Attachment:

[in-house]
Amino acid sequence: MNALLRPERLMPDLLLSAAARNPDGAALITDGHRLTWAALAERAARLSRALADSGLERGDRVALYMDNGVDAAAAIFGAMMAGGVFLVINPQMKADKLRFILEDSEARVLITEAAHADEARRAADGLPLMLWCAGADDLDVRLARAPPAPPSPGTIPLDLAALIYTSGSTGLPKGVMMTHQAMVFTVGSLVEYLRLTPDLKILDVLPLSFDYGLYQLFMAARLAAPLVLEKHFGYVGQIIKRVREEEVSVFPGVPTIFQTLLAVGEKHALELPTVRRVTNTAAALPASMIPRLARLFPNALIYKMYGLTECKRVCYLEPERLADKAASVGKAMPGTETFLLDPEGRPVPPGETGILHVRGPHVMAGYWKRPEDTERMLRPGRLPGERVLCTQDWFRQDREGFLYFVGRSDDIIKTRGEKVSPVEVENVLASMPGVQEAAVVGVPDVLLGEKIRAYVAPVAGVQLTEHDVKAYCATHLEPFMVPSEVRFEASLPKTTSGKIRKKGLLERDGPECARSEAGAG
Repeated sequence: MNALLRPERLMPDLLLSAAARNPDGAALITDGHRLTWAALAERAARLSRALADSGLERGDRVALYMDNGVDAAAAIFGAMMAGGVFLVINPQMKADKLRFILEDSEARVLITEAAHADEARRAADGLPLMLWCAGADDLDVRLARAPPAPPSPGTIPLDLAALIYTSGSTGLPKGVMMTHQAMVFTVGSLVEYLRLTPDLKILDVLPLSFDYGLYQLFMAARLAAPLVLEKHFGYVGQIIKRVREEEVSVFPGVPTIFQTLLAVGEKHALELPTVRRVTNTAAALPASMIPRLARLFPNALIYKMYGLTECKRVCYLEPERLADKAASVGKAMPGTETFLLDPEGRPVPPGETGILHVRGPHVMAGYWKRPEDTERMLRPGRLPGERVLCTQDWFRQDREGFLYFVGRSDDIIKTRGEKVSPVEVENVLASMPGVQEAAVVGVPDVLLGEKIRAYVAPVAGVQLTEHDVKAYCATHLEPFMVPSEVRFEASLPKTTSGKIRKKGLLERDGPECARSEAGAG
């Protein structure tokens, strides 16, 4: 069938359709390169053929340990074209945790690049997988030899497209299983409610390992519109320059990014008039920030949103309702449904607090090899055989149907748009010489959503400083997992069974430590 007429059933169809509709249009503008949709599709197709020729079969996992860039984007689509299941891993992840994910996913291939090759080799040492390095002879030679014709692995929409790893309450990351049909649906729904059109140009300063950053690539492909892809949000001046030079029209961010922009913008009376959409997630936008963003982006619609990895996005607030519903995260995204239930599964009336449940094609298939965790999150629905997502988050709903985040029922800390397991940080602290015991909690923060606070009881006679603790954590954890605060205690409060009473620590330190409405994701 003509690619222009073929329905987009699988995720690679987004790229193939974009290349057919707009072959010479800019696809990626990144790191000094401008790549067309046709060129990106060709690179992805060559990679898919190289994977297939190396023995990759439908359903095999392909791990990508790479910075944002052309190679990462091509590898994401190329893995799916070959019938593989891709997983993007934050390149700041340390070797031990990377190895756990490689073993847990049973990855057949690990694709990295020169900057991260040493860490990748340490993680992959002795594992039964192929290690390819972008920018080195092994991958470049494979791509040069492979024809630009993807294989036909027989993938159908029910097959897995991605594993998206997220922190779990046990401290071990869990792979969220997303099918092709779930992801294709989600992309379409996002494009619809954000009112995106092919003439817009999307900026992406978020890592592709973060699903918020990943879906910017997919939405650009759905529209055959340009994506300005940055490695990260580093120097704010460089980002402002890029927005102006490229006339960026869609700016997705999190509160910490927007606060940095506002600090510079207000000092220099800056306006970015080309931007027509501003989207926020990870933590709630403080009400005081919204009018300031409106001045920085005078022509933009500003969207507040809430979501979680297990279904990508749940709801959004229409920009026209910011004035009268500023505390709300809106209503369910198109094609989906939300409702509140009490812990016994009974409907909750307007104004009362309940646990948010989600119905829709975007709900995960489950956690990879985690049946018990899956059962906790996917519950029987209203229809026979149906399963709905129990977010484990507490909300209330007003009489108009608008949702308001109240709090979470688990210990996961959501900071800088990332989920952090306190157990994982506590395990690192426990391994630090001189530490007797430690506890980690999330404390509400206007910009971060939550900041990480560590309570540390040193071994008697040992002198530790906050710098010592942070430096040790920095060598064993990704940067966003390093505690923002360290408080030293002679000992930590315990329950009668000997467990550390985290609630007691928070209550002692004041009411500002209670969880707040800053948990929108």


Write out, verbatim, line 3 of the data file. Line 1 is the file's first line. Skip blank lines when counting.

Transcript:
Repeated sequence: MNALLRPERLMPDLLLSAAARNPDGAALITDGHRLTWAALAERAARLSRALADSGLERGDRVALYMDNGVDAAAAIFGAMMAGGVFLVINPQMKADKLRFILEDSEARVLITEAAHADEARRAADGLPLMLWCAGADDLDVRLARAPPAPPSPGTIPLDLAALIYTSGSTGLPKGVMMTHQAMVFTVGSLVEYLRLTPDLKILDVLPLSFDYGLYQLFMAARLAAPLVLEKHFGYVGQIIKRVREEEVSVFPGVPTIFQTLLAVGEKHALELPTVRRVTNTAAALPASMIPRLARLFPNALIYKMYGLTECKRVCYLEPERLADKAASVGKAMPGTETFLLDPEGRPVPPGETGILHVRGPHVMAGYWKRPEDTERMLRPGRLPGERVLCTQDWFRQDREGFLYFVGRSDDIIKTRGEKVSPVEVENVLASMPGVQEAAVVGVPDVLLGEKIRAYVAPVAGVQLTEHDVKAYCATHLEPFMVPSEVRFEASLPKTTSGKIRKKGLLERDGPECARSEAGAG